New Hudson Motor cycles New Hudson Motor cycles New Hudson Motor cycles

History

The New Hudson marque began in the late 1800's as a bicycle factory in Birmingham, England. The owner, George Patterson, made his first motorcycle in 1902, but as it was not a sales success, no more motor cycles were produced until 1910. From 1910 to 1932; with the exception of years 1915 to 1919 when WWI meant only munitions and bicycles were made; motorcycle production averaged about 2000 each year. The company were always keen on gaining success in motor cycle sport and gained many good results. However lacking the finances of larger companies their best result in the Isle of Man TT was Jimmy Guthrie's second place in the Senior event in 1927.

1932 Model 32 de Luxe 350 cc
1932 Model 32 de Luxe 350 cc

In 1932 due to the depression motor cycle production ceased as it was no longer profitable. However, the company continued to make bicycles, and also diversified into making the Girling brake systems for cars.

In 1940 the bicycle factory began to produce an autocycle with a 98cc Villiers engine which was a success. The bicycle factory was purchased by BSA in 1943 and production continued under the New Hudson name. The Girling brake factory passed into the ownership of Joseph Lucas. After the second World War B.S.A. continued to make autocycles bearing the New Hudson name until 1957.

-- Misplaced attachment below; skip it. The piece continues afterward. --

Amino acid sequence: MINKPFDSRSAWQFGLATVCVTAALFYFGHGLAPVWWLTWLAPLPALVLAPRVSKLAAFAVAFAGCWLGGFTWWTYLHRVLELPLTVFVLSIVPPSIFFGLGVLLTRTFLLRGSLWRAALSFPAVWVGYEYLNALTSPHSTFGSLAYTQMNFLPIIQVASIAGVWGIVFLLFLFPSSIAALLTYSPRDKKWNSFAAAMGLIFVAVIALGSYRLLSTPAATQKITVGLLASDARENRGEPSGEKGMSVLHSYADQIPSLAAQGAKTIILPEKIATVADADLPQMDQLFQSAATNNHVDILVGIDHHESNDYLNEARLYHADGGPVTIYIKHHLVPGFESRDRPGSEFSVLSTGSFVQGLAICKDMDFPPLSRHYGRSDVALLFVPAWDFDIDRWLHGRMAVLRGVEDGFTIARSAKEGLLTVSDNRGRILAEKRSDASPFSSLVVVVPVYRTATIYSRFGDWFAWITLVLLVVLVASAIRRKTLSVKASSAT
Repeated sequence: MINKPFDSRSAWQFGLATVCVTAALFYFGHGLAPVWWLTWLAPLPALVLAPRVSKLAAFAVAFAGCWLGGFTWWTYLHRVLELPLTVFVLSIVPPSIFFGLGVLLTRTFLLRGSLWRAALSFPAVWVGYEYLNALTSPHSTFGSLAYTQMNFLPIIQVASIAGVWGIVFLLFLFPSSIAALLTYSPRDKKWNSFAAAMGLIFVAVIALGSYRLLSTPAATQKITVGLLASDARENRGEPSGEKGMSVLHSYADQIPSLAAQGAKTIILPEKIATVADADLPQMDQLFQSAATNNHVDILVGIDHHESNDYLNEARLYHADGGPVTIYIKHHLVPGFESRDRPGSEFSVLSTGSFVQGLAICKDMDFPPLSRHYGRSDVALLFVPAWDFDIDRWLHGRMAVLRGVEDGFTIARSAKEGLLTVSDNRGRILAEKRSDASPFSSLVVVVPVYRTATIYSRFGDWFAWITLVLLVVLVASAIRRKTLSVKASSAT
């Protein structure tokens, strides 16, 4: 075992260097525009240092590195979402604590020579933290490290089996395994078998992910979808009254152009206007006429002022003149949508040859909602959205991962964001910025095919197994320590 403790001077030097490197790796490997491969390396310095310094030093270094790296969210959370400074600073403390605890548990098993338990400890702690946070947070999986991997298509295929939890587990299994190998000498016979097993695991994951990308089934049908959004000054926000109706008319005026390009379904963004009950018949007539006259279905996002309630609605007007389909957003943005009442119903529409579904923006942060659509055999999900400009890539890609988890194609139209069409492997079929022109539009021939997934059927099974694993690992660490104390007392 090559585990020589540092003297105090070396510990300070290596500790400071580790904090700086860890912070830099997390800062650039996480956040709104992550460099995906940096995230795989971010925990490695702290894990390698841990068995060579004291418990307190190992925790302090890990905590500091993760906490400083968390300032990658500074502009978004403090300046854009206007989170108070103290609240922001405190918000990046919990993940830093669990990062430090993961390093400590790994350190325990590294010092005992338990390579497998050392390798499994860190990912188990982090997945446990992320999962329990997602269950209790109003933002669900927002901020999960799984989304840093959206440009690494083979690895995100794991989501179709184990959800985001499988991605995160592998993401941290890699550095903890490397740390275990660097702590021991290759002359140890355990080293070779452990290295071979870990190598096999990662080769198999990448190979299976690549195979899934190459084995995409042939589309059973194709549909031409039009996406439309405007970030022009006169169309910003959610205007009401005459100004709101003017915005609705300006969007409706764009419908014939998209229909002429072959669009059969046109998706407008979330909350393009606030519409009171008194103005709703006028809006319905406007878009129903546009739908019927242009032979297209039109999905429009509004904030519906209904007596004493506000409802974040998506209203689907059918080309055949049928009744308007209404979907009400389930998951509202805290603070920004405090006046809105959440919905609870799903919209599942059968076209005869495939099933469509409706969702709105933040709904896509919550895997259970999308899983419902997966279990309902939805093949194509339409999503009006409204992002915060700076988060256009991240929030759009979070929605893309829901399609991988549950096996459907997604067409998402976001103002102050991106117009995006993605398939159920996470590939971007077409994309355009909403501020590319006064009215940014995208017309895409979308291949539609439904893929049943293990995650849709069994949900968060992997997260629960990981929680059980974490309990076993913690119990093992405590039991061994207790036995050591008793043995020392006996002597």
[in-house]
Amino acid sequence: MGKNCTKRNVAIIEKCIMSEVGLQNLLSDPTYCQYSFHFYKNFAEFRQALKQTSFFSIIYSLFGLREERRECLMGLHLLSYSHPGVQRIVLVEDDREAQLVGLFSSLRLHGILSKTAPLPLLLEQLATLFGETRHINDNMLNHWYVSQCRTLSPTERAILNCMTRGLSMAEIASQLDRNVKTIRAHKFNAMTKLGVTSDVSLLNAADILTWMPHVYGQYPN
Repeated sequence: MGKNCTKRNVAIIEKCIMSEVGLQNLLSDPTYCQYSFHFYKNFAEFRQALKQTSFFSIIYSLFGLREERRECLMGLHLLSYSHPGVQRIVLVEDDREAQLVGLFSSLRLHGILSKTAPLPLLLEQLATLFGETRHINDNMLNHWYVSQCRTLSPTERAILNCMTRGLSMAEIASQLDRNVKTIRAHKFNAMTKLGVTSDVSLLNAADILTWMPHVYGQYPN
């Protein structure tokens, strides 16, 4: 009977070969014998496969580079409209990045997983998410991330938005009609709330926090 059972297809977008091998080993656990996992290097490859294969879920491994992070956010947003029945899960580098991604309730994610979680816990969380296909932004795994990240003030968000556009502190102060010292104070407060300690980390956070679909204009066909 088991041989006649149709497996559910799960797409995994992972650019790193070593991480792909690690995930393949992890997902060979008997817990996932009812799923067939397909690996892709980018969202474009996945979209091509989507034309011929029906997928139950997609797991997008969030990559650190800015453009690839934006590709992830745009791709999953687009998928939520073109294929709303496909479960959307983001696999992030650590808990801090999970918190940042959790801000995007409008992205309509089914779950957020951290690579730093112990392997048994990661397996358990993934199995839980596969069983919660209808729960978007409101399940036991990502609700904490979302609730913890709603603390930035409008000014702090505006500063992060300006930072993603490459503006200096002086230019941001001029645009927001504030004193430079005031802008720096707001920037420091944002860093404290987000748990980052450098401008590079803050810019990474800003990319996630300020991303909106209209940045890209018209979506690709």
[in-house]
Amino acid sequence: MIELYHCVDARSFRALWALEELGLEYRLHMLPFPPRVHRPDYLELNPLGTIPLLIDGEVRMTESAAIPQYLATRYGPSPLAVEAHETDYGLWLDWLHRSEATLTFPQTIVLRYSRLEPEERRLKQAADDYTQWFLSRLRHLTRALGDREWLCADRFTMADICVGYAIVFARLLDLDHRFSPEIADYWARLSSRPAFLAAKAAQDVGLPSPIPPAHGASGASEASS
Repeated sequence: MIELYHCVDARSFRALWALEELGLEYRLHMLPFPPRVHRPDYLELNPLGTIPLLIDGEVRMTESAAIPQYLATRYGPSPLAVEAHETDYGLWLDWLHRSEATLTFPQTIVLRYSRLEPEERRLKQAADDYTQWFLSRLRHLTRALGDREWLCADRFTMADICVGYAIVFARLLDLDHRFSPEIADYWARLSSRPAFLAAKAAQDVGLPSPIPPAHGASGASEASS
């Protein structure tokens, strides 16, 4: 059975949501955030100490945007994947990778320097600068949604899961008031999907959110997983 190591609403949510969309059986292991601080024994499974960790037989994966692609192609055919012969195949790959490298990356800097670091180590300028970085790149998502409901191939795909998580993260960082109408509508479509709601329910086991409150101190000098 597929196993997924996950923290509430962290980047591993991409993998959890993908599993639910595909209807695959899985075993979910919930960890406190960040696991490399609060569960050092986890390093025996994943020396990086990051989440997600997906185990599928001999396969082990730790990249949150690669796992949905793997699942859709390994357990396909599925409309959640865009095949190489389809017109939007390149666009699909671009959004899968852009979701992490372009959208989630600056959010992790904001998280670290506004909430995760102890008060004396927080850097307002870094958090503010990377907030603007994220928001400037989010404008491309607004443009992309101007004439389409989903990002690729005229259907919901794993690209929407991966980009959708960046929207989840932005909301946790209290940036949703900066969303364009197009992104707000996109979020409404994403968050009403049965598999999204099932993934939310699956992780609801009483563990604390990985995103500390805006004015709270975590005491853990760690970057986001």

The full history of New Hudson can be found in the book "New Hudson, The History of a Motor Cycle Company" by Eric Londesbrough. Unfortunately all copies of the printed book have now been sold, but I can supply it in electronic format on a CD which can be read on almost any modern computer. It is fully illustrated showing nearly all New Hudson models. Price is £6.99 in the U.K., £7.50 in Europe, and £8.50 in the rest of the world. These prices include postage and packing, and profits from sales go to Cancer Research. Please refer to the Services Page for ordering details.